Do your best to present yourself to God as one approved, a worker who has no need to be ashamed, rightly handling the word of truth.--2 Timothy 2:15 (ESV)
I love the imagery of this verse. I like the image of presenting ourselves and our work to God.
It's humbling, and scary, and wonderful.
I like the image of us as workers for the Lord, laboring for God. And I like the aim of this verse: that being a worker approved is tied to our right handling of Scripture.
Are you a right handler of Scripture? Do you or your volunteers teach the Bible to teenagers in a way that's right in God's eyes? I guess the more important question would be how do we define what it means to handle Scripture the right way in our youth ministries?
Here are a few broad thoughts:
I listened during a devotion as an individual made a point about the freedom from legalism we have in Christ. Good topic, right? This individual quoted Paul's words from 1 Corinthians 6:12, "Everything is permissible for me." The only problem, of course, is that Paul was quoting a phrase commonly used by the non-believers in Corinth. Serious gaffe on the part of And Paul refutes this thought in the rest of the verse! It's not enough to know Scripture if we aren't able to correctly use it. You can't take Scripture out of context. When you do, you arm a teenager with information that is simply not the truth. And there is no telling how it will impact their actions.
Are you making enough time to prepare for your Bible study lessons or talks? If you are consistently not allowing a proper amount of time to craft a message or study for a lesson, you're actually not giving the Bible the reverence it deserves. (I know . . . this is convicting to me, as well.) If we fully grasp how transformational God's Word is in the lives of our students, we will make (not find) the time to spend in preparing to teach it.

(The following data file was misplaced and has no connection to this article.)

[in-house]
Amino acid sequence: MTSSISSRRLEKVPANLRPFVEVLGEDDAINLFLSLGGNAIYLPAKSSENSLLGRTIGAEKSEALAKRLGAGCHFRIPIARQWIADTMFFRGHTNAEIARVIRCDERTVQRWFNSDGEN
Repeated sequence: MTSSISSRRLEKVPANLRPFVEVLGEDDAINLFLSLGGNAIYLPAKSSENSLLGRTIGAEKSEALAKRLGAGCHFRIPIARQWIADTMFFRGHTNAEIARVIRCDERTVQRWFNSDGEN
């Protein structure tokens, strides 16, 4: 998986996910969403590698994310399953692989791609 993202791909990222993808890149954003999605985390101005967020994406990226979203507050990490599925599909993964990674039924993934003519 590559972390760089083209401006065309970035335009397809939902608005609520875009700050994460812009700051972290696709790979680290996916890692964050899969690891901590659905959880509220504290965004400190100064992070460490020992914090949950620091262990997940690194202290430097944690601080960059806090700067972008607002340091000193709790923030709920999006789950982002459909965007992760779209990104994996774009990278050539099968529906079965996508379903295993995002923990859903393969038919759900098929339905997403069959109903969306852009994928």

Your youth ministry should be Christ-centered and Gospel-focused. And the last time I checked, the Gospel is most fully cimmunicated through the Bible. Building on the foundation of the Bible sounds easy enough. Yet too often, we aren't strategic in our concept or our planning to be as effective at pulling this off as we could be.
It's important to have fun. But your students get "fun" from many other sources. It's important to build relationships. But most of your students realize meaningful relationships from a variety of sources. For many of your students, the time they spend in your youth ministry may be the main time they get exposed to God's Word. The focus of your youth ministry should be for students to experience a deepening relationship with Christ built on a knowledge and application of Scripture.
Paul calls Timothy to be a worker approved, one who handles the Word in the right way. If we do this, in Paul's words, we have "no need to be ashamed." What this implies is that we are misguided if we are not teaching the Bible correctly. But it also applies a certain assurance that if we are teaching our students Scripture in a way that is accurate, and leading them to apply its precepts in their lives, then we can be confident in our service of the Lord.